Apologies to all for my lack of posts lately. I tell you, it was tough, but somebody had to fish. That’s my excuse. Actually, I just spent eight days in pure bliss on Quebec’s Gaspe Peninsula hucking for Atlantic salmon.
I have to tell you that the trip exceeded my expectations in every way. The lodges, Salmon Lodge on the Grand Cascapedia River and Bonaventure Lodge on the Bonaventure River (http://www.campbonaventure.com/; http://www.thesalmonlodge.com/), were top notch and the hospitality was phenomenal. The guides were as entertaining and knowledgeable as any I’ve been around in my life. And the fish were fantastic.
That’s not to say that fishing was easy. I arrived during low and clear water conditions and after a long, long dry spell. The fish were what the guides called “stale” and weren’t really eager to move for flies. But we established a routine of working those fish with different flies until, finally, finally, one would eat. I landed 10 salmon in seven days and lost two others that were on the line. I had two other fish grab, but only long enough to know for sure that it was a fish and not a rock. That was plenty for me. I always go into trips for anadromous fish taking everything with a grain of salt and saying that catching one fish will be enough. I did that in spades and have killer images to share. I’ll offer a few here to give you a feel and I’ll follow up with more over the days to follow. Eventually, meaning this fall, I’ll put together a broader description of the trip and why you might want to book now for next year. This is one of those trips of a lifetime, I discovered, that every angler should try to do at least once. Atlantic salmon are a great fish and you see hundreds of them while fishing these two rivers. Just watching those fish is worth the visit. That we can cast to them and gauge our angling abilities just makes it that much better. This, I have to tell you, was a great life experience and I now have new friends, guides and other clients, who will last a lifetime, I’m sure. Enjoy.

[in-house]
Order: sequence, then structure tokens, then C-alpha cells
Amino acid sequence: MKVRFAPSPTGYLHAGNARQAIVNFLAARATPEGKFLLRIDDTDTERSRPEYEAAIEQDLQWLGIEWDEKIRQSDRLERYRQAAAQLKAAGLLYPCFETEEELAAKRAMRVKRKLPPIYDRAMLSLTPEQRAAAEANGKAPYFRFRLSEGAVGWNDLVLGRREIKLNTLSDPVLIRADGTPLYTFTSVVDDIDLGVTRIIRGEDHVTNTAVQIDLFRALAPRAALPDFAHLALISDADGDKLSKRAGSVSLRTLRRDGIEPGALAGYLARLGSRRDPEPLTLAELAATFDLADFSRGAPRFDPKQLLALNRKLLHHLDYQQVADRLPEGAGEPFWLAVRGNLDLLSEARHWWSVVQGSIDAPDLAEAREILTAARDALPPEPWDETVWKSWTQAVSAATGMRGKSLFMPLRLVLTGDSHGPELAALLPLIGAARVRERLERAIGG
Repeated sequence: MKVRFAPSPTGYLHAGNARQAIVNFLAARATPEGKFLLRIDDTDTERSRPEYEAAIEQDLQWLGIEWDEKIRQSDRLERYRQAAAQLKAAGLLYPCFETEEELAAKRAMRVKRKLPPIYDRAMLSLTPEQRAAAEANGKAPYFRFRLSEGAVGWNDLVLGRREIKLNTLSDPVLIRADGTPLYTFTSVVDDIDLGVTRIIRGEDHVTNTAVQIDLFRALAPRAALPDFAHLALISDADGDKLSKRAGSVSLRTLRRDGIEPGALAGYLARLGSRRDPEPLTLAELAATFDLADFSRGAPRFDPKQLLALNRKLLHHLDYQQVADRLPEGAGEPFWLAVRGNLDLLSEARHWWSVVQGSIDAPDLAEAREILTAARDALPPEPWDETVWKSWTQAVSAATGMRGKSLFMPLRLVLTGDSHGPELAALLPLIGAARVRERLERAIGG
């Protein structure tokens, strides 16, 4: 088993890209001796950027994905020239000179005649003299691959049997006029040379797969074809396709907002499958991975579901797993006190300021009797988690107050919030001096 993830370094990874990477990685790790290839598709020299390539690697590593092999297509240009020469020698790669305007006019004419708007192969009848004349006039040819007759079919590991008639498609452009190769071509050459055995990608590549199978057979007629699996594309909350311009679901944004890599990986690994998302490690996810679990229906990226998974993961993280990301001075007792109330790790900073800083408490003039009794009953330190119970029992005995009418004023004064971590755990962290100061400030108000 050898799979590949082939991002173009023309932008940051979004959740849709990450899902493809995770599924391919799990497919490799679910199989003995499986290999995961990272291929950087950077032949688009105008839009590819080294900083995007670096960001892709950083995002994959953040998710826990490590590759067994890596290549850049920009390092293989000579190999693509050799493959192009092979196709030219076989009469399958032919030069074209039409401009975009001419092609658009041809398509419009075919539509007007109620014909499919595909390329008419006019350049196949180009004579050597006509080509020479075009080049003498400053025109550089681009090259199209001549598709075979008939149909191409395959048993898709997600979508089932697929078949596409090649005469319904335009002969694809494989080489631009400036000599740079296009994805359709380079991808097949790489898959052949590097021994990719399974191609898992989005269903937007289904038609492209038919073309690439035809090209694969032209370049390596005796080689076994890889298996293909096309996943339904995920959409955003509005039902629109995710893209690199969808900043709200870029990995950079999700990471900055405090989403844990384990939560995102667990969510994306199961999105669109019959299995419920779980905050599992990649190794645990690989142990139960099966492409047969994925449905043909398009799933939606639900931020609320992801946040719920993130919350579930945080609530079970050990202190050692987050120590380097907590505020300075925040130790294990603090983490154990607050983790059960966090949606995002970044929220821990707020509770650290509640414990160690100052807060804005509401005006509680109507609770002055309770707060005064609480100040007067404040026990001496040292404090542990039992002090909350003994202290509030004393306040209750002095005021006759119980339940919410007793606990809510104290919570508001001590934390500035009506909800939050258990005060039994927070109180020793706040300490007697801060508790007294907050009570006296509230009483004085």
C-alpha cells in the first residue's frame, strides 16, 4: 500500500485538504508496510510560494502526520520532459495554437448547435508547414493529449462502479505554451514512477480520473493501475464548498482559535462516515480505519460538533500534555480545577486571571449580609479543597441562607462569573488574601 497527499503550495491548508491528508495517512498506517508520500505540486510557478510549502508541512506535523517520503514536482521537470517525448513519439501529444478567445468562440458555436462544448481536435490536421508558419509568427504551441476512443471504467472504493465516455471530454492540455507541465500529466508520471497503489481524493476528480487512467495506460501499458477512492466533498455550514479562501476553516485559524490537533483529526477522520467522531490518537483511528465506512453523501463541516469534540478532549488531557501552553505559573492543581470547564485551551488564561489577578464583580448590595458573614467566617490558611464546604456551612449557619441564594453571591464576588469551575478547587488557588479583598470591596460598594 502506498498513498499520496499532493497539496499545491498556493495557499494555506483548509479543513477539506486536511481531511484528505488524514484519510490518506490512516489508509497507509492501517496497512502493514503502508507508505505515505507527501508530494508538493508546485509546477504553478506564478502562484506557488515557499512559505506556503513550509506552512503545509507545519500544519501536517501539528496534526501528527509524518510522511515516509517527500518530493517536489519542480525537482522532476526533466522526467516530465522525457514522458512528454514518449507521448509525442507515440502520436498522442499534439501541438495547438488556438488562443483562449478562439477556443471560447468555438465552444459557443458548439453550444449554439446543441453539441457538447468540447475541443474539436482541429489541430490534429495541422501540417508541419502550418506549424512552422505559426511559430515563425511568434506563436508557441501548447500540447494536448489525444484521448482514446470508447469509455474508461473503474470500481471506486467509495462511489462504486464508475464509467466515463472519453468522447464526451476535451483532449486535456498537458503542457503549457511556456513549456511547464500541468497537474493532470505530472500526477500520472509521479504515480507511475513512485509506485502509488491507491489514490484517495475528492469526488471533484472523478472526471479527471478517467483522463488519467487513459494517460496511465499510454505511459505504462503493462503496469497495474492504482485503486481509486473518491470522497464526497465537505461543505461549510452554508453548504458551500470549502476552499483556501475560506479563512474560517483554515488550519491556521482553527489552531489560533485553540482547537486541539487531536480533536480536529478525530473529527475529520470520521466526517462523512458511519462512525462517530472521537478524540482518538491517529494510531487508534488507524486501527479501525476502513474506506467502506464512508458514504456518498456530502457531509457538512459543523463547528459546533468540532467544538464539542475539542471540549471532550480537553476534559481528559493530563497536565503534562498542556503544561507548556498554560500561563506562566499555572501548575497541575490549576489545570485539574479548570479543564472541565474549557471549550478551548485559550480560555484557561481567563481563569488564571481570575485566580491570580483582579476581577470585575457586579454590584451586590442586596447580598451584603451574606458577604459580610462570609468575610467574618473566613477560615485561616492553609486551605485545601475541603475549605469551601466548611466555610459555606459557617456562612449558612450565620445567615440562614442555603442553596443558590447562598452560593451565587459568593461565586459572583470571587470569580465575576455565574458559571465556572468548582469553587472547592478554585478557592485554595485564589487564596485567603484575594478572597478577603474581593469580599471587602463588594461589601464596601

NOTE: Big thanks to photographer Geoff Moore who’s based in Williams Lake, British Columbia and works for the Caribou-Chilcotin Coast Tourism Association, http://www.landwithouglimits.com He was a dedicated eye behind a camera that followed me around the Gaspe and without his help I wouldn’t have near the photo library to begin sharing with all of you.